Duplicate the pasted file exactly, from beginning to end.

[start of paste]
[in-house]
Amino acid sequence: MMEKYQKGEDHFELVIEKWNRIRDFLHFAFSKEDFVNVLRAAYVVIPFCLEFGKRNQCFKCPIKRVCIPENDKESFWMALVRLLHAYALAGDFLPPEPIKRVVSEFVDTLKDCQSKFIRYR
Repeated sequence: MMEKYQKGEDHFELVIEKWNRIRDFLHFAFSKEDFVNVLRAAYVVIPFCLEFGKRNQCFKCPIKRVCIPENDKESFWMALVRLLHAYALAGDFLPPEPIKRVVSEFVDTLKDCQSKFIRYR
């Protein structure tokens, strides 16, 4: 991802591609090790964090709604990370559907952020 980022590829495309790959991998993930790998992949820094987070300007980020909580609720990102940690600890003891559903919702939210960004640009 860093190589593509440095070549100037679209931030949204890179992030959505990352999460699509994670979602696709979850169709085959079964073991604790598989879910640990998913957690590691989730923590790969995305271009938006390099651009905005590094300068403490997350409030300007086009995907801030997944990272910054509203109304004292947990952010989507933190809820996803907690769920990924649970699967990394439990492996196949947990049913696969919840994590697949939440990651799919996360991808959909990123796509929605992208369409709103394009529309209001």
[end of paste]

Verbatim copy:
[in-house]
Amino acid sequence: MMEKYQKGEDHFELVIEKWNRIRDFLHFAFSKEDFVNVLRAAYVVIPFCLEFGKRNQCFKCPIKRVCIPENDKESFWMALVRLLHAYALAGDFLPPEPIKRVVSEFVDTLKDCQSKFIRYR
Repeated sequence: MMEKYQKGEDHFELVIEKWNRIRDFLHFAFSKEDFVNVLRAAYVVIPFCLEFGKRNQCFKCPIKRVCIPENDKESFWMALVRLLHAYALAGDFLPPEPIKRVVSEFVDTLKDCQSKFIRYR
């Protein structure tokens, strides 16, 4: 991802591609090790964090709604990370559907952020 980022590829495309790959991998993930790998992949820094987070300007980020909580609720990102940690600890003891559903919702939210960004640009 860093190589593509440095070549100037679209931030949204890179992030959505990352999460699509994670979602696709979850169709085959079964073991604790598989879910640990998913957690590691989730923590790969995305271009938006390099651009905005590094300068403490997350409030300007086009995907801030997944990272910054509203109304004292947990952010989507933190809820996803907690769920990924649970699967990394439990492996196949947990049913696969919840994590697949939440990651799919996360991808959909990123796509929605992208369409709103394009529309209001």